The University of Sussex

The intersection of internal and external factors in a sound change in New Zealand English

Nicola Jane Woods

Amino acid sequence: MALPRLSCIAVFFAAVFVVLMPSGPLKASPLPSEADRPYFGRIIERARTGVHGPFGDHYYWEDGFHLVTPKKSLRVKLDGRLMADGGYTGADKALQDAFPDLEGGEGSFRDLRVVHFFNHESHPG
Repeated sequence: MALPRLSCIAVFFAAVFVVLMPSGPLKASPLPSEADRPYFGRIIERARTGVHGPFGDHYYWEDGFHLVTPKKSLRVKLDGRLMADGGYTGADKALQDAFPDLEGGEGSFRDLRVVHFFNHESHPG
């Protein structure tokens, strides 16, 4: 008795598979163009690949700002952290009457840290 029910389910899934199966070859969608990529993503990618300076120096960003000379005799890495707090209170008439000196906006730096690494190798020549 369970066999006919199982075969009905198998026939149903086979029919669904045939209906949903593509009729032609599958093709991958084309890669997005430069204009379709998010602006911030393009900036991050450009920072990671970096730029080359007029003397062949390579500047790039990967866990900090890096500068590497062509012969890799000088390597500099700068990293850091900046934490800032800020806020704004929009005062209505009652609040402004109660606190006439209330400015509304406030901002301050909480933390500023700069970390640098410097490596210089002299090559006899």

In examining and attempting to describe the phenomena of language change, we have traditionally been faced with an enforced choice between internal and external explanations (see, for example, Labov 1972, Ross 1996). Recent research has begun to cast doubt upon this dichotomy to the extent that some now believe that the position that an external cause excludes an internal one (or vice versa) is untenable (Thomason and Kaufman 1988, Romaine 1995, Ross 1996). However, while research has now questioned the divide and has suggested that both internal and external factors may play a part in any single linguistic shift, we are still a long way from understanding how these dimensions interact in the mechanism of language change. This paper begins by providing a critical discussion of the internal versus external dichotomy and proceeds to present a case study of a sound change which reveals the intersection of system-internal and language-external forces. Specifically, the paper presents an inter-generational analysis of the shift in the MOUTH dipthong in New Zealand English.


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